• Deliverability – Having your own dedicated IP address doesn’t automatically mean your deliverability will be better. To improve deliverability, you also need to become accredited with whitelisting companies.
  • Monitoring – Monitoring and taking action on issues that arise requires both time/effort and money.
  • Cost – Most ESPs charge extra for this service (as a separate line item cost or added to monthly fees). Additional costs can be accrued from whitelisting and monitoring (direct costs to your ESP or costs incurred from taking the time and effort to monitor yourself).

Creating HTML Emails Everyone Can Love

One of the constant challenges for marketers is creating HTML emails that work with everyone’s inbox. There are some commonly known tips and tricks for creating effective emails, but there is no hard-and-fast rule book. Today MarketingProfs posted an article reviewing common issues marketers face in building their emails. Many of these items are ones I’ve discussed before in this blog. Here are some that I found most valuable:

  • Around 600 pixels wide is about right for emails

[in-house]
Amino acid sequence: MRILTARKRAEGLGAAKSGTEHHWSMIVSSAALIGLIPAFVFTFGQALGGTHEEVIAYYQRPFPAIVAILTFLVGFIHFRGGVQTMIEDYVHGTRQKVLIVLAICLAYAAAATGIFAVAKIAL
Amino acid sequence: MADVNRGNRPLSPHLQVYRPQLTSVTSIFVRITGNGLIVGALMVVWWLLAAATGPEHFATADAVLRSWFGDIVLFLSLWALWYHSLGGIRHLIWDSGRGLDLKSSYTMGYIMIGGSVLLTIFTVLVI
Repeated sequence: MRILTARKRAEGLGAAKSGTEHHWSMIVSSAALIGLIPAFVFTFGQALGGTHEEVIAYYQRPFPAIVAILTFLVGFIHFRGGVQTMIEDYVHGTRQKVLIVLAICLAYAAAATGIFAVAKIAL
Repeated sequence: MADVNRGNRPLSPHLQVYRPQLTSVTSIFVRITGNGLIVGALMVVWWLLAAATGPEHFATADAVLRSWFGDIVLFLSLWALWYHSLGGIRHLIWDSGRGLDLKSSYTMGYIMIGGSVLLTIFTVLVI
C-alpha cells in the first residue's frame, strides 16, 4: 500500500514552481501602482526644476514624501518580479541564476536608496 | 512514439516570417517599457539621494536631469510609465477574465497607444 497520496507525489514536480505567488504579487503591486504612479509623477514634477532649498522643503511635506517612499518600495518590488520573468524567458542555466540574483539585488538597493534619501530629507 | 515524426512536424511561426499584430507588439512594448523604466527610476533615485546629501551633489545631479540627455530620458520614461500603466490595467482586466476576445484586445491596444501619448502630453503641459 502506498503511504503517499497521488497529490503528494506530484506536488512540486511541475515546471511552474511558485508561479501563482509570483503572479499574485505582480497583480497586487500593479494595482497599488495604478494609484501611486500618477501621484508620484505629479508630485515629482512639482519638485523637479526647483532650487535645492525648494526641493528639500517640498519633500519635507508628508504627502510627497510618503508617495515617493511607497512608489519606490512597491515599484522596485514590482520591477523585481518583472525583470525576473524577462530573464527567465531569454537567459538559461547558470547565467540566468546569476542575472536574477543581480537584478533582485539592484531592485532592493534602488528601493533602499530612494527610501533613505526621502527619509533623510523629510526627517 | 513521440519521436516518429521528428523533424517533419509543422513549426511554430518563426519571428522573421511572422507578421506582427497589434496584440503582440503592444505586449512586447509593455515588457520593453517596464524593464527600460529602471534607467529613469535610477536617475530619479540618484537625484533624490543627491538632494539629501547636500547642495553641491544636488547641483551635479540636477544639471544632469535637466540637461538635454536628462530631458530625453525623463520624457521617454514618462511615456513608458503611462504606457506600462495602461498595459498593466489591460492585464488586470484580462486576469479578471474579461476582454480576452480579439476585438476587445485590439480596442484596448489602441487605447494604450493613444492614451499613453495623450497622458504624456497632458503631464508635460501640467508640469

• Don’t use external CSS for formating. Some programs, including Microsoft Outlook 2007, don’t support CSS.
  • Avoid flash.
  • Test in multiple email clients, if possible. Don’t forget to test on mobile devices as well.
  • Be aware that not everyone loads HTML. Use alt tags for those who may view text only emails or are using a mobile device.
  • Use fully qualified links. Remember that using something like <img src=”images/headline.gif”> may look fine on your internal servers, but it won’t render externally.

One of the best ways to spot-check your templates is to send the email to a small test list of colleagues or trusted partners. As with proofreading a paper, this will ensure that you don’t miss anything. It’s easy to brush over details if you’ve been staring at the same email for too long. It also allows you to gather feedback and see your email from a different perspective, making sure you don’t get tunnel vision.

The Trouble with Buying an Email List

I have talked often about the fine line between permission based marketing and spam. Another component of this is how you build your lists.

Many marketers see purchasing a list of names as a quick way to start out an email marketing program. One of my favorite articles from Email Marketing Reports explains why, as with most “get rich quick” schemes, this is a poor substitute for growing a list organically.

Buying v. Renting
Buying a list is different than renting a list. Renting a list is a common and widely accepted practice by email marketers. Renting a list means paying a fee to sponsor an email blast to a list of subscribers, for example, participating in a White Paper of the Day mailing. When you rent a list, you never have physical possession of the list. When you purchase a list, you are receiving a copy of the list with the assumption that you are free to use the list as often as you like.